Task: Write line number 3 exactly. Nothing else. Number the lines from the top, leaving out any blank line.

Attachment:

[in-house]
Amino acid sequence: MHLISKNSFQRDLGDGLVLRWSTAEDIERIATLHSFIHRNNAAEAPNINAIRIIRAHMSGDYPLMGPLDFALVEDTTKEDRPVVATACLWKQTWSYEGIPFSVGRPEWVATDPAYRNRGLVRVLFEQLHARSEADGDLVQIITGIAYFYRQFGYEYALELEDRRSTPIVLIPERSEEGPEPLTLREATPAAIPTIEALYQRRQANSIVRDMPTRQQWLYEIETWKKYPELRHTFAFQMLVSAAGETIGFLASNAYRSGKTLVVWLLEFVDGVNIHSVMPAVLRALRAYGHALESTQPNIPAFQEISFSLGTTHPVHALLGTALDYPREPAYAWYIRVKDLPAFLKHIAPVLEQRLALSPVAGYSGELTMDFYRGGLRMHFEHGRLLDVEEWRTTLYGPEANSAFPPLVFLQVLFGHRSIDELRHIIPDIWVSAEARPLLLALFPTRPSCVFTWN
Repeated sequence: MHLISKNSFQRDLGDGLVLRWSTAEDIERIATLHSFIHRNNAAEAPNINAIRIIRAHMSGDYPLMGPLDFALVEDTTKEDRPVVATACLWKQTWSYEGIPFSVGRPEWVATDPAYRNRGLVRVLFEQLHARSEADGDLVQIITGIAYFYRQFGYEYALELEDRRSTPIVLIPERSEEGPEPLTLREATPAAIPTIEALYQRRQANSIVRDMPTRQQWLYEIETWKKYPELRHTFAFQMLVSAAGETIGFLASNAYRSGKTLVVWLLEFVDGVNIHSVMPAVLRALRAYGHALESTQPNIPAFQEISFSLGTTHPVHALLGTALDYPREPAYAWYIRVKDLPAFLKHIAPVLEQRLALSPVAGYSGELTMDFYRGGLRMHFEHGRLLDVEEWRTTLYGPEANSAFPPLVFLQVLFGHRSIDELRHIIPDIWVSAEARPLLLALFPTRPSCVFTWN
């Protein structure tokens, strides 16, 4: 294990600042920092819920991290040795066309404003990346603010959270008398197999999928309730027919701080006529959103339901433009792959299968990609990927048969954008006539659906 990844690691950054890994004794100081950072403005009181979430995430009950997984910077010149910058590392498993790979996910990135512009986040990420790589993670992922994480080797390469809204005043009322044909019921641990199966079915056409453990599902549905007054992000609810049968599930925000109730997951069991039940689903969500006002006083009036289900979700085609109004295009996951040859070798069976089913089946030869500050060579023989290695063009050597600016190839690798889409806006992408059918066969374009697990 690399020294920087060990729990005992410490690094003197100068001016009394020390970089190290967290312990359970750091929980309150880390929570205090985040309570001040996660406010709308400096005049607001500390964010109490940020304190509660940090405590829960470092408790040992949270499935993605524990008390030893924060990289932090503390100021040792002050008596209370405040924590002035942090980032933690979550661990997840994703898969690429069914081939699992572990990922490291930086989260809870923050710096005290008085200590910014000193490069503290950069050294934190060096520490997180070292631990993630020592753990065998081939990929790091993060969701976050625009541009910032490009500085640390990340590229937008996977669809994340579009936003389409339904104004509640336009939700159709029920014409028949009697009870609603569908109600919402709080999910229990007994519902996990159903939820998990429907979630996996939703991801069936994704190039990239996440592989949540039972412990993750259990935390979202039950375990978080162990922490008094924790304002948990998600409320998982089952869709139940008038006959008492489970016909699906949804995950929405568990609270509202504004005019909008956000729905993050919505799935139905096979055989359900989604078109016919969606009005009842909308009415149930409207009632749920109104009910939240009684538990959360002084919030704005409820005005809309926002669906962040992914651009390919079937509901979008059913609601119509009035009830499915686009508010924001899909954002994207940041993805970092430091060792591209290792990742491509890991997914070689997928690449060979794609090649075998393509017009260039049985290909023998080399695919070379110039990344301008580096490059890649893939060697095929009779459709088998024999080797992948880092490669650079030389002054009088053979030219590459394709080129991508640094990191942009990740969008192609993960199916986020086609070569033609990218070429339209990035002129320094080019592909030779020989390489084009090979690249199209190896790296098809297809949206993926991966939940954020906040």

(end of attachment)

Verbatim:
Repeated sequence: MHLISKNSFQRDLGDGLVLRWSTAEDIERIATLHSFIHRNNAAEAPNINAIRIIRAHMSGDYPLMGPLDFALVEDTTKEDRPVVATACLWKQTWSYEGIPFSVGRPEWVATDPAYRNRGLVRVLFEQLHARSEADGDLVQIITGIAYFYRQFGYEYALELEDRRSTPIVLIPERSEEGPEPLTLREATPAAIPTIEALYQRRQANSIVRDMPTRQQWLYEIETWKKYPELRHTFAFQMLVSAAGETIGFLASNAYRSGKTLVVWLLEFVDGVNIHSVMPAVLRALRAYGHALESTQPNIPAFQEISFSLGTTHPVHALLGTALDYPREPAYAWYIRVKDLPAFLKHIAPVLEQRLALSPVAGYSGELTMDFYRGGLRMHFEHGRLLDVEEWRTTLYGPEANSAFPPLVFLQVLFGHRSIDELRHIIPDIWVSAEARPLLLALFPTRPSCVFTWN